being sponsored by all religious groups
on the campus, will take place in Hill
Auditorium Sunday, Oct. 14 at 8 p.m.
when Dr. Bell will speak on the "Orig-
ins of Religion." The general themel
of the lectures is "An Introduction
The other two lectures will be given
Monday and Tuesday, Oct. 15 and 16,
at 4:15 p.m. in the Lydia Mendelssohn
Theatre. The subjects for these lec-
tures are the "Development of Juda-
ism," and "The Emergence of Chris-
Officials in charge of the lectures,
emphasize that they will be given
next week, not this week as was
stated in Sunday's Daily.
The Baldwin Lecture series has been
given here for 20 years, being orig-
inated by prominent Episcopalians to
further the cause of religion among
students. Last year Dr. Floyd Wedell
of Carleton College delivered them
in Ann Arbor.
Dr. Bell, who has recently been in
great demand as a lecturer in eastern
colleges and universities, was formerly
president of St. Stephens College, af-
filiated with Columbia University, at
Avondale-On-Hudson, N. Y. He is the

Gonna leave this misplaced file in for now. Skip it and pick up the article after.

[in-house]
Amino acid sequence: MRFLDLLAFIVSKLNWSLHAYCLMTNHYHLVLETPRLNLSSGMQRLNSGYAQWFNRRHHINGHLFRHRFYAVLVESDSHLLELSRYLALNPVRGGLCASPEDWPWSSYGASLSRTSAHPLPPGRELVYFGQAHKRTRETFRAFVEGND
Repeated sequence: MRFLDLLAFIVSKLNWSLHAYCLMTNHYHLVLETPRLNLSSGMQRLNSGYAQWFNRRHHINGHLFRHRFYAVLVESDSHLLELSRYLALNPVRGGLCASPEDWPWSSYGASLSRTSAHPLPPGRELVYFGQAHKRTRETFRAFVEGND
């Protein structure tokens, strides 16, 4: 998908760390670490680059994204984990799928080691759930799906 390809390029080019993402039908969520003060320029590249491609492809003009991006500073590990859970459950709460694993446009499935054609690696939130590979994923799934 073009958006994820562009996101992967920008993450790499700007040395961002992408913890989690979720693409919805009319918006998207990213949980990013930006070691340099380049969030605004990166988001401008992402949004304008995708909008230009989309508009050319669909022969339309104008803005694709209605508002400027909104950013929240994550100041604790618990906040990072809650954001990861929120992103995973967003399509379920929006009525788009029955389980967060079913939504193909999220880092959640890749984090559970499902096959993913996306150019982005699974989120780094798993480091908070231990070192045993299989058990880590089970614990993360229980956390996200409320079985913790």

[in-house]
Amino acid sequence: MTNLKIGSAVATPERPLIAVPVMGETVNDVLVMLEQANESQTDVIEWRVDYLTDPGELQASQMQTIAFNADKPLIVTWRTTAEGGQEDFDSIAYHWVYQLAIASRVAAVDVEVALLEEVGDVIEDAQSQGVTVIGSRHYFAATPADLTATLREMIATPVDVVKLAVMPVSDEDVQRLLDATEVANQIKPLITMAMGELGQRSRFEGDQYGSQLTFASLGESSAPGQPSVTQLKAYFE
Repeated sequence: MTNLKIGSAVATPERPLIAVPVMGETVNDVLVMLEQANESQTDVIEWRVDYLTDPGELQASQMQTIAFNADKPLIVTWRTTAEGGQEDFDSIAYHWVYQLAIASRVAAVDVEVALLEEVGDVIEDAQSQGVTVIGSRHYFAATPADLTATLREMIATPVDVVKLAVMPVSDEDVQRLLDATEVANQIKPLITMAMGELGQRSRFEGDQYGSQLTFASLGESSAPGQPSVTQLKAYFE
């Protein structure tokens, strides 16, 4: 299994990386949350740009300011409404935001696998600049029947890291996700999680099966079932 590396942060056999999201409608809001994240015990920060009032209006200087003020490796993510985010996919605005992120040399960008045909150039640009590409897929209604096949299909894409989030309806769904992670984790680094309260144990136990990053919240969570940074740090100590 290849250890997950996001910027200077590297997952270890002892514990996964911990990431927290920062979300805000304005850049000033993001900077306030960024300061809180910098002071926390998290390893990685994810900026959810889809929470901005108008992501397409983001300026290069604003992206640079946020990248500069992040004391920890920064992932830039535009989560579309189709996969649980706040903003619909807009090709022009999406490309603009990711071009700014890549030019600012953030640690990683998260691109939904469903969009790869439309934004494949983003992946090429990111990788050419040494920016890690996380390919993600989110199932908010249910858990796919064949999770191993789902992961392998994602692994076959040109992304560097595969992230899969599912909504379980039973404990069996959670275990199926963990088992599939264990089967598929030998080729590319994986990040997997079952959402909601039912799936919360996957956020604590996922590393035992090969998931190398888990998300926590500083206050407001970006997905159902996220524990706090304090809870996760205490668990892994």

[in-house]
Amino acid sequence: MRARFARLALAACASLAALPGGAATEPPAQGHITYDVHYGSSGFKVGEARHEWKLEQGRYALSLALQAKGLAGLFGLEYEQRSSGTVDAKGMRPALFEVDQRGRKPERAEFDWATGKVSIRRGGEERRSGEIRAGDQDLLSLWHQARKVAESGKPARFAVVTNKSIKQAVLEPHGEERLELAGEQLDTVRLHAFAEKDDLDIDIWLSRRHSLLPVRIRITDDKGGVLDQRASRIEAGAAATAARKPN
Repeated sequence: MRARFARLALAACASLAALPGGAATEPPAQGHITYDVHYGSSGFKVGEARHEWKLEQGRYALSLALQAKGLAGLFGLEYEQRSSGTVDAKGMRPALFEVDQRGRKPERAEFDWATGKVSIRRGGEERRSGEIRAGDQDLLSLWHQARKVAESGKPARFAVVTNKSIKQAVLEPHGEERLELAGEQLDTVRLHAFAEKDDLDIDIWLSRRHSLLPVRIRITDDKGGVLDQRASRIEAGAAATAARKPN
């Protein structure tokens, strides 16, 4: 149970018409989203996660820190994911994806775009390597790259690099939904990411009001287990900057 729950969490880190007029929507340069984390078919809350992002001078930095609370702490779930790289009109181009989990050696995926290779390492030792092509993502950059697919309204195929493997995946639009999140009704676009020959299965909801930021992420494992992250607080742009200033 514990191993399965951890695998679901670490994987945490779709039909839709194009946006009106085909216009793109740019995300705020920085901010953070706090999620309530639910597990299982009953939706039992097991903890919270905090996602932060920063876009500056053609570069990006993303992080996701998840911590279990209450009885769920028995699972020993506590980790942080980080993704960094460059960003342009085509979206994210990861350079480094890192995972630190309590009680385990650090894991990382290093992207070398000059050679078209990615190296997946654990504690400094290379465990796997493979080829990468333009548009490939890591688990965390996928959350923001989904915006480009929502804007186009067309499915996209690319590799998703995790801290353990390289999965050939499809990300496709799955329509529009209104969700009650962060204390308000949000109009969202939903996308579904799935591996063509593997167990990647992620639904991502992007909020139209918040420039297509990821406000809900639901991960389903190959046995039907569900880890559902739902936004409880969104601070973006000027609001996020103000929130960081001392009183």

author of several outstanding books,
among them being "Beyond Agnos-
ticism," "Unfashionable Convictions,"
A Book For Tired Mechanics," and
"After The War."
A faculty committee, in charge oft
a reception which will begin the lec-
ture, will meet today to discuss plans.'
It is composed 'of the following: Prof.
William Rohrer of the political science
department, Prof. Leroy Waterman,
head of the oriental language and
literature department, Prof. Charles
T. Olmstead of the engineering me-
chanics department of the college of
engineering, Prof. W. A. McLaughlin
of the romance language department,
Prof. Eric Walter of the English de-
partment, and Prof. DeWitt H. Parker,
chairman of the philosophy depart-
Will Be Delivered
On Problem Of
Medical School Committee
Discusses Research On
Although the Drug Addiction Com-
mittee of the National Research Coun-
cil has not yet succeeded in dis-
covering synthetic chemical com-
pounds which completely satisfy the
conditions of morphine as to pain-
relieving properties without the ac-
companying addiction features, it has
made definite steps toward that end,
Dr. Charles W. Edmunds and Dr.
Nathan B. Eddy, of the committee and
the Medical School, point out in their
article, "Some Studies On The Drug
Addiction Problem," in the October
issue of The Quarterly Review.
"Drug addiction in America seems
to offer a problem revolving around
morphine and its substitutes. Accord-
ing to the most reliable estimates
there are approximately 120.000 ad-
dicts in this country," jointly state
Dr. Edmunds and Dr. Eddy.
"The research problem divides itself
into three main parts; the preparation'
of synthetic chemical compounds at
the University of Virginia, their phar-
macological study at Ann Arbor, and
finally the study of the action of the